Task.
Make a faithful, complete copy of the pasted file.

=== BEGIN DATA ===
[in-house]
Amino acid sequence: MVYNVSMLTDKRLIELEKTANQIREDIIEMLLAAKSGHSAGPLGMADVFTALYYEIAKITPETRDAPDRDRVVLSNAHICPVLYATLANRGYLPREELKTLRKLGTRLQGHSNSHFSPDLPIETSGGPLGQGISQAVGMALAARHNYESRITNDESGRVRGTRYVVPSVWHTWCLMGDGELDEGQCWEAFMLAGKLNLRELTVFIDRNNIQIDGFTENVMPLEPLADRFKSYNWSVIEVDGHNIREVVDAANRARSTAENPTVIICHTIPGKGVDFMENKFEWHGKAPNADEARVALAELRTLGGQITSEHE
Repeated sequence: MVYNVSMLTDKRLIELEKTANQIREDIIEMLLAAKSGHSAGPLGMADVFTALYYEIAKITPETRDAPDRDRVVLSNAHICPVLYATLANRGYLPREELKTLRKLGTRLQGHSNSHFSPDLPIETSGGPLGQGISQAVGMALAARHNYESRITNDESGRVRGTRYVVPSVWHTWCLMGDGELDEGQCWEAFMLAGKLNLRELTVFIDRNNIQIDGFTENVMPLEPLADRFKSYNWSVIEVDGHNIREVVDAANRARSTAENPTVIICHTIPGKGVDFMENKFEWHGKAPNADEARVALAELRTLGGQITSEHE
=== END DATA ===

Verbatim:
[in-house]
Amino acid sequence: MVYNVSMLTDKRLIELEKTANQIREDIIEMLLAAKSGHSAGPLGMADVFTALYYEIAKITPETRDAPDRDRVVLSNAHICPVLYATLANRGYLPREELKTLRKLGTRLQGHSNSHFSPDLPIETSGGPLGQGISQAVGMALAARHNYESRITNDESGRVRGTRYVVPSVWHTWCLMGDGELDEGQCWEAFMLAGKLNLRELTVFIDRNNIQIDGFTENVMPLEPLADRFKSYNWSVIEVDGHNIREVVDAANRARSTAENPTVIICHTIPGKGVDFMENKFEWHGKAPNADEARVALAELRTLGGQITSEHE
Repeated sequence: MVYNVSMLTDKRLIELEKTANQIREDIIEMLLAAKSGHSAGPLGMADVFTALYYEIAKITPETRDAPDRDRVVLSNAHICPVLYATLANRGYLPREELKTLRKLGTRLQGHSNSHFSPDLPIETSGGPLGQGISQAVGMALAARHNYESRITNDESGRVRGTRYVVPSVWHTWCLMGDGELDEGQCWEAFMLAGKLNLRELTVFIDRNNIQIDGFTENVMPLEPLADRFKSYNWSVIEVDGHNIREVVDAANRARSTAENPTVIICHTIPGKGVDFMENKFEWHGKAPNADEARVALAELRTLGGQITSEHE